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Surgery Extends Survival for Patients with Pleural Mesothelioma

patients with pleural mesothelioma

Patients with pleural mesothelioma who choose to have surgery live longer than those who do not. This applies no matter which kind of surgery they have. 

That is the conclusion of a Mexican study published in the Annals of Oncology. Doctors with the country’s National Institute for Respiratory Diseases conducted the study. It included 122 pleural mesothelioma patients. 

The researchers analyzed a wide range of variables like age, sex, asbestos exposure, and overall health. They discovered that the decision to have surgery was one of the most important survival factors in patients with pleural mesothelioma.

Treatment Options for Patients with Pleural Mesothelioma

Pleural mesothelioma is an aggressive cancer with no known cure. It usually occurs in people who have been exposed to asbestos at work or in their environment. Asbestos fibers never leave the body. Over time, they can wreak havoc on the cells of the pleural membrane around the lungs. 

Patients with pleural mesothelioma do not have many treatment options. The primary treatment for this cancer is Alimta (pemetrexed). Patients who are healthy enough may also be recommended for surgery. 

Surgery carries its own risks. Extrapleural pneumonectomy (EPP) involves the removal of the diseased lung along with all visible traces of mesothelioma. Pleurectomy/decortication is less radical because it leaves the lungs in place. It is still a major surgery and carries the risk of serious complications. 

Benefits May be Worth the Risk

Doctors are divided over which kind of surgery is best for mesothelioma patients. Some studies show EPP is too risky for patients with pleural mesothelioma. Other studies show EPP removes cancer better than any other method. 

Patients tend to have fewer complications with P/D surgery. But some research suggests that it may leave too many mesothelioma cells behind, raising the risk for future tumors.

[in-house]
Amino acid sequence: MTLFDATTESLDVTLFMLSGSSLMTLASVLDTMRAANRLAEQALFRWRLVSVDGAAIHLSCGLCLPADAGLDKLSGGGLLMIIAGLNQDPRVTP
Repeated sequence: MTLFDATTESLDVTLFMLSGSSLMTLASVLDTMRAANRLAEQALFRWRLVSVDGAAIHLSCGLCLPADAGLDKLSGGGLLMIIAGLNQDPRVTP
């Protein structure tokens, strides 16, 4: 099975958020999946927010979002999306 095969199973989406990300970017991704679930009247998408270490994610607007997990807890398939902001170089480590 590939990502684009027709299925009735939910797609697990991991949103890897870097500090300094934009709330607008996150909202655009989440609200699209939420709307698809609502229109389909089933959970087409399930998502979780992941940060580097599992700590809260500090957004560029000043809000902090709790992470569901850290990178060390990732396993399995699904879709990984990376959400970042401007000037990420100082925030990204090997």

But the Mexican study suggests that, in most patients with pleural mesothelioma, surgery may be the best option for longer survival.

Of the 122 pleural mesothelioma patients studied, 20 received surgery. Eight of them had EPP and eight had P/D. In four cases, doctors decided during surgery that they could not remove the tumors after all. One of the patients died within 30 days of surgery.

Survival Data Favors Surgery

The median survival among patients with pleural mesothelioma in the study was 8.6 months. But the patients who had surgery lived more than twice as long as those who did not. 

“In the surgical vs no surgical group [median survival] was 15.8 vs 7.2 months respectively,” writes lead investigator Renata Báez-Saldaña. “In comparison to no surgery treatment, surgery alone was associated with significant improvement in survival.”

Other factors that support longer survival included being female, having chemotherapy, finding cancer at an early stage, and having good overall health. 

“Our data suggest relative advantage of surgery on survival,” the report concludes. “Patients who received surgery had better survival than patients who were treated with chemotherapy or palliative care alone.”

The decision for patients with pleural mesothelioma to have surgery is highly personal. If you or someone you love has malignant mesothelioma, discuss the pros and cons of each treatment option with your doctor. In some cases, the most promising option may be a clinical trial.


Báez-Saldaña, R, et al, “Effect of surgical treatment on the survival in patients with malignant pleural mesothelioma”, Annals of Oncology, Volume 30, Supplement 2, Page ii72, https://www.annalsofoncology.org/article/S0923-7534(19)30194-2/fulltext

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